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In the core series games
In the core series Pokémon games, fainting occurs when a Pokémon reaches 0 HP, causing the Pokémon to leave the battle with a slowed or distorted cry. A Pokémon which has fainted is unable to battle or gain experience points if it would have until it has been revived. However, it can still evolve after battle if the required criteria were met (unless the player blacks out), and it is still able to use field moves, such as Fly or Cut. When the player's party is viewed, any fainted Pokémon will have a red FNT status bar or a status condition of FNT.
Pokémon will faint instantly if hit by a one-hit knockout move, such as Guillotine. Destiny Bond and Perish Song can also cause a Pokémon to faint. The moves Self-Destruct, Explosion, Memento, Healing Wish, Lunar Dance, Final Gambit, and Misty Explosion cause the user to faint. If the user does not have enough HP, Curse (when used by a Ghost-type Pokémon) and recoil moves can cause the user to faint.
If all Pokémon in the player's party have fainted, they black out and lose some money. In Trainer battles, the money is paid to the winner, whereas in battles with wild Pokémon the money is dropped in panic. The amount of money given or dropped is determined by the level of the Pokémon in the player's party and are the same amount as each other.
Fainting through indirect damage
Fainting can also be caused through indirect damage, including status conditions.
When a Pokémon has been poisoned, it will lose HP during battle, which can cause it to faint. Additionally, prior to Generation V, a poisoned Pokémon in the player's party outside of battle will lose 1 HP every four steps until it faints (however, in Generation IV, the Pokémon will be cured of poison when it has 1 HP remaining). Burned Pokémon take damage in battle, which can cause fainting, but not outside of battle. A confused Pokémon is at risk of hurting itself, which can make itself faint. A Pokémon affected by Leech Seed may faint from the resulting HP loss at the end of each turn.
Fainting through a Pomeg Berry
- Main article: Pomeg glitch
Fainting can also happen when using the Pomeg Berry in certain older games, known as the Pomeg glitch. As the Pomeg Berry reduces HP EVs, if a Pomeg Berry is applied to a Pokémon with low HP, the Pokémon may faint as a result.
Effects of fainting
Fainting will cause a Pokémon to lose friendship, and may grow to resent its Trainer if it faints often and spends a lot of time unconscious.
If all of the player's Pokémon faint, then the Trainer will lose the battle and black (or white) out. The player will then be warped back to the last Pokémon Center they visited and lose money. In FireRed and LeafGreen and from Generation IV onwards, a small cut scene explains what happens.
Normal items, such as Potions or status condition healing items, will not work on a fainted Pokémon. Instead, they can only be healed by talking to a certain NPC (usually at a Pokémon Center), resting in a bed, depositing the Pokémon in a Box (prior to Generation VIII), using the move Revival Blessing in battle, or using a reviving item either in battle or otherwise.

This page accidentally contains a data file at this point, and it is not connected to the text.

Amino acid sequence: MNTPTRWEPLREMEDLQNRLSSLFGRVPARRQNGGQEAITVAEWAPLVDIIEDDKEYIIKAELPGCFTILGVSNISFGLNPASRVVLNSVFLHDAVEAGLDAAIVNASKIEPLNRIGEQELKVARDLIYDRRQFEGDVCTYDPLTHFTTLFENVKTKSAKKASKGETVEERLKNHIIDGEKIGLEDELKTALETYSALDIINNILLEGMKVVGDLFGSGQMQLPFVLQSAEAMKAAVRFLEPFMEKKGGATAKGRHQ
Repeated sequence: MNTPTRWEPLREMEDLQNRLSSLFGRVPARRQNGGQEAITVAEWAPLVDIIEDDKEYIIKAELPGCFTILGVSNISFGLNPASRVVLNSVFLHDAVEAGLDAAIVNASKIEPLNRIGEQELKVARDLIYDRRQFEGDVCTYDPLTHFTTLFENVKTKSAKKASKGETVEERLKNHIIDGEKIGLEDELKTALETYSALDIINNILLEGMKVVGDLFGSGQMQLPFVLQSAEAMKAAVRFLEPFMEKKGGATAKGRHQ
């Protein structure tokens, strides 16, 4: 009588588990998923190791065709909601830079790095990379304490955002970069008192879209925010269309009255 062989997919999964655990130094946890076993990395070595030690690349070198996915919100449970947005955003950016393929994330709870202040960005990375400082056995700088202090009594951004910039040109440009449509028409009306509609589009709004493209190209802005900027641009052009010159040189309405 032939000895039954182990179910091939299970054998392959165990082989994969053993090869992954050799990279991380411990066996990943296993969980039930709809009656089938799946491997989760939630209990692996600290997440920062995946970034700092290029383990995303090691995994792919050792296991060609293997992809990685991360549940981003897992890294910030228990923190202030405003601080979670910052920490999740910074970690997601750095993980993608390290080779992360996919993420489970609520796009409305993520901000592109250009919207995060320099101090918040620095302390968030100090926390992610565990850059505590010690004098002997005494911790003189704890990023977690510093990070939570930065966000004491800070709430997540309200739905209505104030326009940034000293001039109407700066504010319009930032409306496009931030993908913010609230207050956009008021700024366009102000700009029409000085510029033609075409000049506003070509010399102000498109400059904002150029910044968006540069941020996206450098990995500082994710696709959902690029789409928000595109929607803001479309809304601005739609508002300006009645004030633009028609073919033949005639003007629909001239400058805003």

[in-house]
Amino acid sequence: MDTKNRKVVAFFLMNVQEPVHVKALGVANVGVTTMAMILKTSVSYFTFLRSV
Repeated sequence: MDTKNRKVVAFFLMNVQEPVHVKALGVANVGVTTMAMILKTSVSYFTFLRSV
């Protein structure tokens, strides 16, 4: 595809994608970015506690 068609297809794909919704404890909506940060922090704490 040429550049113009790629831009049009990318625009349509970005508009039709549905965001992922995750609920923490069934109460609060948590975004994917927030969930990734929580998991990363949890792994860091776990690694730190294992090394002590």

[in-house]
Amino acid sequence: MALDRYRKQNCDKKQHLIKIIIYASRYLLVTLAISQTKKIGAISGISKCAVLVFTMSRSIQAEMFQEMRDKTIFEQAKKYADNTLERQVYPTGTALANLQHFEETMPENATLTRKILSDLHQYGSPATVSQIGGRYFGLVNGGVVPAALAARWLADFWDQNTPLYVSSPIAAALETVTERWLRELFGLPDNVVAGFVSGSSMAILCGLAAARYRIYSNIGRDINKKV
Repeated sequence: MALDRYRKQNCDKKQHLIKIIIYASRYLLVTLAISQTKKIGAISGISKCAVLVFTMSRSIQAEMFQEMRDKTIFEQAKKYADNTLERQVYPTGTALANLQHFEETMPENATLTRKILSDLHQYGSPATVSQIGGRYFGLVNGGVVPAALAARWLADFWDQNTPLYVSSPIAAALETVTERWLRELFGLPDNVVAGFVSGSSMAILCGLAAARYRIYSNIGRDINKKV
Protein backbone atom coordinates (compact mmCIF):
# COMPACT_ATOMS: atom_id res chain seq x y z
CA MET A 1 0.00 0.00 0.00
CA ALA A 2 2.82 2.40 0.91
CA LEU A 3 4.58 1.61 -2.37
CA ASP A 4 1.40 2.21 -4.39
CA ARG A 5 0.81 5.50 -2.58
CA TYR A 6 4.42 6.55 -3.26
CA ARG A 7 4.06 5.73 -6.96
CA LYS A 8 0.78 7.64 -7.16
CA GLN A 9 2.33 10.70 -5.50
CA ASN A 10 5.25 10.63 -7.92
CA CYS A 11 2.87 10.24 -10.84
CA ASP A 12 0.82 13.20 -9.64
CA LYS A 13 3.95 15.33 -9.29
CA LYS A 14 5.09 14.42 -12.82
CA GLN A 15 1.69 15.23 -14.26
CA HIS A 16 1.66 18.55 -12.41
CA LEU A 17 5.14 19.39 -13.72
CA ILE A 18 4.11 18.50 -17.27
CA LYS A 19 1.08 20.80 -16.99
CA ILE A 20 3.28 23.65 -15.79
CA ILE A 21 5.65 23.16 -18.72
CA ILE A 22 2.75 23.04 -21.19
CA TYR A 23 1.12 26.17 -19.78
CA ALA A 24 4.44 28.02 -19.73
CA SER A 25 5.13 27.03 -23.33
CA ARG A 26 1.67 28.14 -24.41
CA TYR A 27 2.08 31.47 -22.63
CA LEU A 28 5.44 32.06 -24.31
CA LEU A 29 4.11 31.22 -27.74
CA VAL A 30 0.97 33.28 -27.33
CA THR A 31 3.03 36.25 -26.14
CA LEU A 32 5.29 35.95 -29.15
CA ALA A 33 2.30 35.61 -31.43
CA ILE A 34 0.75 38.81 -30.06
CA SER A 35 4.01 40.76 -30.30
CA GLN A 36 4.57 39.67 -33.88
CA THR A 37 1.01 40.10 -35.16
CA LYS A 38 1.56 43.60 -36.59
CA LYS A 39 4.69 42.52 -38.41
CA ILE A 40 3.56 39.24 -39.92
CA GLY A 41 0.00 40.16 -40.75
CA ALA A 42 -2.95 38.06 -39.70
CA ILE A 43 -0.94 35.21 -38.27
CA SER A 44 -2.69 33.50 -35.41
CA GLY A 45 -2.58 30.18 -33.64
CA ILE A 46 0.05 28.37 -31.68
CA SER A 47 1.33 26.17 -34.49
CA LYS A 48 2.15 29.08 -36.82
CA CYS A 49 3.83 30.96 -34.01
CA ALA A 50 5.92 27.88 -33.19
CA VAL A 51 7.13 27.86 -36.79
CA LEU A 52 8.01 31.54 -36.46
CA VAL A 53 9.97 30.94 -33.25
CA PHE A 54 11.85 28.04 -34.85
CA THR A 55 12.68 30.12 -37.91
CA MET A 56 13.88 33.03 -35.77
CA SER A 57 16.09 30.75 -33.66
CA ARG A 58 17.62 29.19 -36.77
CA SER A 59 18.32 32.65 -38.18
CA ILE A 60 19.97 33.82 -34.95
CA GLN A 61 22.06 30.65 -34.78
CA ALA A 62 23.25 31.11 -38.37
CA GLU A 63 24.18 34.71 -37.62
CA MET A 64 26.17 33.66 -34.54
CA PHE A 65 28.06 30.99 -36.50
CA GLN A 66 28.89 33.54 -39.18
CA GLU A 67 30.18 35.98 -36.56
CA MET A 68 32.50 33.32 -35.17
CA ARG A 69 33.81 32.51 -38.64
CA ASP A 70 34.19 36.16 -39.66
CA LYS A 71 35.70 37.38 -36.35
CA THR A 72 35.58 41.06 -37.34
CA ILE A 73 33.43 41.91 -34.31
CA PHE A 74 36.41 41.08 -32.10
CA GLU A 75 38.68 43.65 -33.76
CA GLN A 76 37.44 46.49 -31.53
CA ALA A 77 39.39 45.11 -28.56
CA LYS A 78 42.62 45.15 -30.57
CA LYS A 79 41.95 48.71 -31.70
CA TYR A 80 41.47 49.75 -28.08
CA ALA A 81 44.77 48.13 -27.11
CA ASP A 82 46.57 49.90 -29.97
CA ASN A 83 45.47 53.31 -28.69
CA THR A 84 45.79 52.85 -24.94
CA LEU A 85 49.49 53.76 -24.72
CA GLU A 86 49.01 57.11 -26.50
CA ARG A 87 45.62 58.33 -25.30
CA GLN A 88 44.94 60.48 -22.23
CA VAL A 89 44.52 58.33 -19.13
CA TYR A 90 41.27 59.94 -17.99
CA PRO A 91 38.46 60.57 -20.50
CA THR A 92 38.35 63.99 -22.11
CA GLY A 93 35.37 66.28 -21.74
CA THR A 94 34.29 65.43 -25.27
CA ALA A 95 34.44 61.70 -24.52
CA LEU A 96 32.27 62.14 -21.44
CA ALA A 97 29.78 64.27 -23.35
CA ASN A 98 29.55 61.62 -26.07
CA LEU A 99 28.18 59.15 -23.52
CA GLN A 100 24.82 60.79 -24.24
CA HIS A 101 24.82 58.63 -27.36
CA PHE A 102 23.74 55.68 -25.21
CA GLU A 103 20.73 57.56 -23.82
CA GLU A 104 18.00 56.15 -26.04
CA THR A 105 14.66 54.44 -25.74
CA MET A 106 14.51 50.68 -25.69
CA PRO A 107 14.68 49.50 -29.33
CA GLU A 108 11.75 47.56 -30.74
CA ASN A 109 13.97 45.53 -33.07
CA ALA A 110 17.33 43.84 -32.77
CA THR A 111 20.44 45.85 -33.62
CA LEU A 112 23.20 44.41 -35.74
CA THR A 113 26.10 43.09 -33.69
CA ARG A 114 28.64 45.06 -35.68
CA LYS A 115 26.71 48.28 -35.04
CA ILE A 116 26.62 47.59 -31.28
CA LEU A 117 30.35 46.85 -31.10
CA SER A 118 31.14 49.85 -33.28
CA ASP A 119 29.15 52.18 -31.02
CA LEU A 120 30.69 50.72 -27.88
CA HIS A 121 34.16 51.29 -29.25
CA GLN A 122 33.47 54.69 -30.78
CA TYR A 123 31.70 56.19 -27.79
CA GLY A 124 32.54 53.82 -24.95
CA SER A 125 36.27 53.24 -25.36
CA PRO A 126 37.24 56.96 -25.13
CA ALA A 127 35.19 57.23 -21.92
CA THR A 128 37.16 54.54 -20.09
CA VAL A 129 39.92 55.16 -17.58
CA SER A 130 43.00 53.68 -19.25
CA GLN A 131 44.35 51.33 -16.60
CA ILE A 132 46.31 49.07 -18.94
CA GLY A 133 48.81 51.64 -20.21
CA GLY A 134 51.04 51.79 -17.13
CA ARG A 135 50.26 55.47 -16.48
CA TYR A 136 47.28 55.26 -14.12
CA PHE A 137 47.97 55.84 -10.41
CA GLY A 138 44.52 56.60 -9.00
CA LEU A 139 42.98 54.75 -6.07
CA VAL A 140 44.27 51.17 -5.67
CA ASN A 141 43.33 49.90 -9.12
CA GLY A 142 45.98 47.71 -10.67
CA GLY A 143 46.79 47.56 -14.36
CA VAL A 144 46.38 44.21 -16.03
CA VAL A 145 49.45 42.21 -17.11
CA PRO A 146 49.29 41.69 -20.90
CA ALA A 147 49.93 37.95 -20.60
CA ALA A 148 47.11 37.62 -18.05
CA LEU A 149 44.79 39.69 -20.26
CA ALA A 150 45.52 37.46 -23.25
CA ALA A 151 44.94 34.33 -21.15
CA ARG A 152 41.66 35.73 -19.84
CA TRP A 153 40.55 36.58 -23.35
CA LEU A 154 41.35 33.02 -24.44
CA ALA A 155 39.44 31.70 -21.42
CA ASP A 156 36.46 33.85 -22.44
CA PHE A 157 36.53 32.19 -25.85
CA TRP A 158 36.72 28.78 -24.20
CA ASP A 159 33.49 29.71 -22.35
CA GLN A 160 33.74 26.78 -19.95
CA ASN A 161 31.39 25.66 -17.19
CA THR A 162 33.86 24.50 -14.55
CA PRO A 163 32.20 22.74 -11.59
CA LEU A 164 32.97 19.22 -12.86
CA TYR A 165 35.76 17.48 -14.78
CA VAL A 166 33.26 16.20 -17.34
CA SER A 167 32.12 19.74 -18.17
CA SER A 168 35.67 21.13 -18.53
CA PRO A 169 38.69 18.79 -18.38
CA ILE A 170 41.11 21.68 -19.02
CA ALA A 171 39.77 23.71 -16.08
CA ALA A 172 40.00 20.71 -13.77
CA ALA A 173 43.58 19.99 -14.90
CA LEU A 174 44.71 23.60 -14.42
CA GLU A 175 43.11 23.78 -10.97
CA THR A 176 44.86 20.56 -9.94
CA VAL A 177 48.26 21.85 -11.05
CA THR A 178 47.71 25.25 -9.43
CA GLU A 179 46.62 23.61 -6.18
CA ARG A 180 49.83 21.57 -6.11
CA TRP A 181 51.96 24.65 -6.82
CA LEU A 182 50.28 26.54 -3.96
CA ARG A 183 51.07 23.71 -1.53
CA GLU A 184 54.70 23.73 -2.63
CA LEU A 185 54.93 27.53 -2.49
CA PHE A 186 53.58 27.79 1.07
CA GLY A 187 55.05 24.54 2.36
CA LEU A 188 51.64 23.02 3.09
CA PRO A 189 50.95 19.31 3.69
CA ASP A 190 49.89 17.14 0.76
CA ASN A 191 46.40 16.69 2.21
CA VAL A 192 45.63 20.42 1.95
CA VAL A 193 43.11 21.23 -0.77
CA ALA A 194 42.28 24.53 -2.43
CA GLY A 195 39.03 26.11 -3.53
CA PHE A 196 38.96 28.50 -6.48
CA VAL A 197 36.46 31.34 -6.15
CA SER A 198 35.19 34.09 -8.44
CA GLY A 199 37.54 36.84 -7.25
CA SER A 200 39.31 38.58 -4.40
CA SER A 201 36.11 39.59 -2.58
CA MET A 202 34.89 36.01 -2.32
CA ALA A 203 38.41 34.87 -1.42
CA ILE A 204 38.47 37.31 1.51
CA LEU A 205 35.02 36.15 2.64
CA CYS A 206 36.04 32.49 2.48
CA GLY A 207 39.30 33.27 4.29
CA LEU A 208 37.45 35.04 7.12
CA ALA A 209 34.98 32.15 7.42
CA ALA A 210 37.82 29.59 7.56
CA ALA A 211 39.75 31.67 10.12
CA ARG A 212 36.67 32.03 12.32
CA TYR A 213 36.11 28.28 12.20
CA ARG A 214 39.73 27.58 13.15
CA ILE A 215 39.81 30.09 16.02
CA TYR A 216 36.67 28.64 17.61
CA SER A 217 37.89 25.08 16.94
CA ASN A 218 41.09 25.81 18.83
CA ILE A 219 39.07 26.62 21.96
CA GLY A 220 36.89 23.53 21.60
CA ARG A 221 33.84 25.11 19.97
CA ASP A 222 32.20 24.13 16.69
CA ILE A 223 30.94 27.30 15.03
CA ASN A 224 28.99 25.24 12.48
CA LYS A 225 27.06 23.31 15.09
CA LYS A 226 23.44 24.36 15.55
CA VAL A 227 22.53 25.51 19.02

|Revives a fainted Pokémon to half of its full HP.
|Revives a fainted Pokémon to its maximum HP.
|Revives a fainted Pokémon to its maximum HP.
|Revives a fainted Pokémon to its maximum HP while lowering friendship.
|Revives all fainted Pokémon in the player's party to their maximum HP.
Rare Candy and Exp. Candy can also potentially revive a fainted Pokémon due to the HP gained upon leveling up. Pokémon caught after making them faint, such as in a Max Raid Battle or Tera Raid Battle, are revived with 1 HP upon being caught.
There are many ways that fainting can be avoided, with the most straightforward being to simply remove a Pokémon from battle while it is still healthy. If a Pokémon uses Endure, attacks will leave it with 1 HP. The held items Focus Sash and Focus Band can also ensure that a Pokémon does not faint. In addition, starting in Generation V, if a Pokémon with Sturdy is hit by an attack which would cause it to faint while it has full HP, it will survive with 1 HP. Pokémon with an affection level of 3 or higher will sometimes survive fainting with 1 HP instead.
The following items can prevent a Pokémon from fainting:
|The Focus Band has a 10% chance to let the user survive with 1 HP when it receives damage that would cause it to faint.
|The Focus Sash will let the user survive with 1 HP a single hit that would cause it to faint if it started at full HP, disappearing after it is used successfully.
Pokémon Sword and Shield
Pokémon Brilliant Diamond and Shining Pearl
Pokémon Legends: Arceus
Pokémon Scarlet and Violet
In the spin-off games
Pokémon Mystery Dungeon series
In the Pokémon Mystery Dungeon series, fainting occurs under the same conditions as the core series.
Prior to Super Mystery Dungeon, when a Pokémon faints, a Reviver Seed will be taken from the player's bag and automatically be used, becoming a Plain Seed. If a Pokémon faints and the player does not have a Reviver Seed, the Pokémon will be sent out of the dungeon, but it will not be dismissed unless it was recruited on this visit. If the player, the partner in story-related missions, a client that is being escorted, or another important character faints, the mission will be considered a failure, the entire team will be sent back and allRBTD or halfSGtISMD of their Poké and a majority of their inventory will be lost. If the player attacks a Kecleon Shop and gets defeated by Kecleon, items that are not lost will be turned into Plain Seeds.